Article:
Tropical Butterflies: MENDELU Botanical Garden’s Indian Summer Festival To Exhibit 1,300 Chrysalises

The butterfly exhibition will run from Friday 16 September to Sunday 2 October. Photo Credit: MENDEL

Brno, Sept. 16 (BD) – After four years, visitors to the Mendel University Botanical Garden and Arboretum can once again witness the hatching of tropical butterflies. The event, which is part of the Indian Summer exhibition, will start on Friday, 16 September, so that the public can visit the garden at a time when some autumn plants are in bloom. 

As usual, the butterflies will come from Stratford, with around 40 species of butterflies rotating in the greenhouses during the event. “In total, almost 1,300 chrysalises have been ordered. The composition has not changed much, with the presence of proven perennials such as Caligo, Graphium, Idea leuconoe, Kalimainachus, Morpho and Papilio,” said Michal Pavlík, director of the Botanical Garden.

The first butterfly exhibition in the Botanical Garden was held together with an orchid exhibition at the end of winter 1999. “We decided to present butterflies to the public after visiting the butterfly house in Erfurt, where a friend of ours was the director at the time, and gladly explained the basics of butterfly breeding to us,” Pavlík recalled.

The arrival of the butterflies is preceded by several days of preparation. The staff at the arboretum are putting in place technology to ensure a suitable climate, arranging appropriate flowers, preparing food and setting up nets in the greenhouse to prevent the butterflies from flying away or catching cold on wet glass. The butterflies are divided into two groups: one feeds on plant pollen, the other on rotting fruit. “Butterflies of the genus Caligo, for example, are annoying pests of banana plantations, and are about as much loved there as our gardener loves the white fly,” Pavlik explained.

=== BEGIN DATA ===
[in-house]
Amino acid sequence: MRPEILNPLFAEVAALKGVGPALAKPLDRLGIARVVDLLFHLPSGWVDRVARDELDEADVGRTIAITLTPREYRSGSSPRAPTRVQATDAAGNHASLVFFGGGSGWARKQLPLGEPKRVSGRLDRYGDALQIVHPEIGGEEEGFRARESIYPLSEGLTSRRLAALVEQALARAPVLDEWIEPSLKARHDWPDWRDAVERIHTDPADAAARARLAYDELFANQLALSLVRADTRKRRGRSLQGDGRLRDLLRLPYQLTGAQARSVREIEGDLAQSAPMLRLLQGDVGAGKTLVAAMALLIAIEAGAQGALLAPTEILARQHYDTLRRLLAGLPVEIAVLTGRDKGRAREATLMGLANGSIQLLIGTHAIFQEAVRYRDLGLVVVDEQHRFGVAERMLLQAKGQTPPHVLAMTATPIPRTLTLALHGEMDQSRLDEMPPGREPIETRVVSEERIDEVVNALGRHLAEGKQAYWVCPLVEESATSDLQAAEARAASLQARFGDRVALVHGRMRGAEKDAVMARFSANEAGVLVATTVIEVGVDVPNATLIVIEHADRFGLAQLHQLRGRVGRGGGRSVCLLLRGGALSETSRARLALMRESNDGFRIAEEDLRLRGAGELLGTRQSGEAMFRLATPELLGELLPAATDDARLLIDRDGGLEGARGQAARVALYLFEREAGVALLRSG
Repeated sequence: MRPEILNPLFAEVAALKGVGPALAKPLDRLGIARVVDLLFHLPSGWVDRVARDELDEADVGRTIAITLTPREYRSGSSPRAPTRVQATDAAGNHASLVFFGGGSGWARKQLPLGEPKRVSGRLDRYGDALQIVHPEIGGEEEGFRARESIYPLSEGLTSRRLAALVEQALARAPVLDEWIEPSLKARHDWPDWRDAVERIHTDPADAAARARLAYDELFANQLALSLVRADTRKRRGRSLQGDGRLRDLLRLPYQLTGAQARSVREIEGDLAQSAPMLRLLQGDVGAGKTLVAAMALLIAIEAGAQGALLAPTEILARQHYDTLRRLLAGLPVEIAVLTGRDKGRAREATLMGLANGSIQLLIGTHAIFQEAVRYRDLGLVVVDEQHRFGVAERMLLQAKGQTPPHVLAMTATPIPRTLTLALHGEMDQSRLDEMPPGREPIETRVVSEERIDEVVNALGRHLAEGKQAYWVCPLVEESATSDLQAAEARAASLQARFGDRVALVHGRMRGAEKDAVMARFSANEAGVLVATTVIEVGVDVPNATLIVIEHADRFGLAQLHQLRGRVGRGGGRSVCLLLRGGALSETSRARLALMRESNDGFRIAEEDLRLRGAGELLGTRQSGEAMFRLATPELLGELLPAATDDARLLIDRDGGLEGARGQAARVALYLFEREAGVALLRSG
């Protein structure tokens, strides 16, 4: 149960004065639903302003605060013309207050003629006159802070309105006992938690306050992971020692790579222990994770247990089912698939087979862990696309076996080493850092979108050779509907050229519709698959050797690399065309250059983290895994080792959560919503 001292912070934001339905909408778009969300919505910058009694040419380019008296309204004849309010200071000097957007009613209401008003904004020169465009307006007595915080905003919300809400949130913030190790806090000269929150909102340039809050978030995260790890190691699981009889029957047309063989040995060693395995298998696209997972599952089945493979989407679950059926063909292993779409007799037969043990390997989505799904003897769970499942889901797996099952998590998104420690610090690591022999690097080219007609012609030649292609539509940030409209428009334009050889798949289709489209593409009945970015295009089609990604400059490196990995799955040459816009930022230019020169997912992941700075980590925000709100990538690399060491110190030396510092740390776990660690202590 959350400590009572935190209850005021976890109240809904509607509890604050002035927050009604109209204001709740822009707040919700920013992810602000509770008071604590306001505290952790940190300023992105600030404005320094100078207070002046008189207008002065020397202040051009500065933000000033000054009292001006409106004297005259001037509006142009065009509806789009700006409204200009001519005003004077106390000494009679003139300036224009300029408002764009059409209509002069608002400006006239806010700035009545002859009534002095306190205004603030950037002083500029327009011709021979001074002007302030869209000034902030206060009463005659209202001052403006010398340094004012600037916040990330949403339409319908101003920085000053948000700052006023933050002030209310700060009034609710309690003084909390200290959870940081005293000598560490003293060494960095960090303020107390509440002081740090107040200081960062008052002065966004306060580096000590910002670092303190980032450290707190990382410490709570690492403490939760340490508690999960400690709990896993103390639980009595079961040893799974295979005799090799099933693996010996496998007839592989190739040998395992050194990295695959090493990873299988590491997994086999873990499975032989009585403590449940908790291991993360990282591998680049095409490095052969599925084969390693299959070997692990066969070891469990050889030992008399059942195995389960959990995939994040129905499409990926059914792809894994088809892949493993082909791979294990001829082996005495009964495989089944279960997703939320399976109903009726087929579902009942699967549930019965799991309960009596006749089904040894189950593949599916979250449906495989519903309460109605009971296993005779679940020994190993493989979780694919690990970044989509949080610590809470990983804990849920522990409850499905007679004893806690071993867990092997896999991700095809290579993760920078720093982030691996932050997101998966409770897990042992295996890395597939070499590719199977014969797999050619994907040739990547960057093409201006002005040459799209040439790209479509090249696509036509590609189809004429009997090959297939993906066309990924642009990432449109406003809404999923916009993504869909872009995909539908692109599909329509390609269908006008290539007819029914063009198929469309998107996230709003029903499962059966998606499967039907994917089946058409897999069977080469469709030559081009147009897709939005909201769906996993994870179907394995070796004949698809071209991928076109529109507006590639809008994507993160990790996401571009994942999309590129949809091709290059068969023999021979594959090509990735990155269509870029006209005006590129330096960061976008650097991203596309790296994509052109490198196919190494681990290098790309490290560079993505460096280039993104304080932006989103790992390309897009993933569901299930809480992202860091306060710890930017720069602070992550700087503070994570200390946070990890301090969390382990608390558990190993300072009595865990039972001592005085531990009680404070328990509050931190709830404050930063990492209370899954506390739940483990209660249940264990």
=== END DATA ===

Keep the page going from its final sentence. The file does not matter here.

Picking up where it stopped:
After arriving in polystyrene boxes, the pupae are glued to the substrate with instant glue. “First they are glued into a piece of foam and then onto a stick. Each van has its own colour of foam to differentiate between old pupae that may never hatch again,” said Pavlik. Before hatching, the chrysalis is coloured, but the actual hatching is entirely in the hands of the individual, who has to climb and pump the haemolymph into the wings fairly quickly. Then it is left to rest for a while to allow the wings to harden. To hatch, the butterflies need a higher temperature and humidity, which is provided by underfloor heating and misting nozzles. Most butterflies emerge in the morning.

Visitors can view the butterflies from Friday 16 September to Sunday 2 October during opening hours from 9am to 6pm. In addition to the exhibition, orchids, carnivorous plants and succulents can also be purchased on site. As is tradition, refreshments will be provided by the Brno Tea Room.

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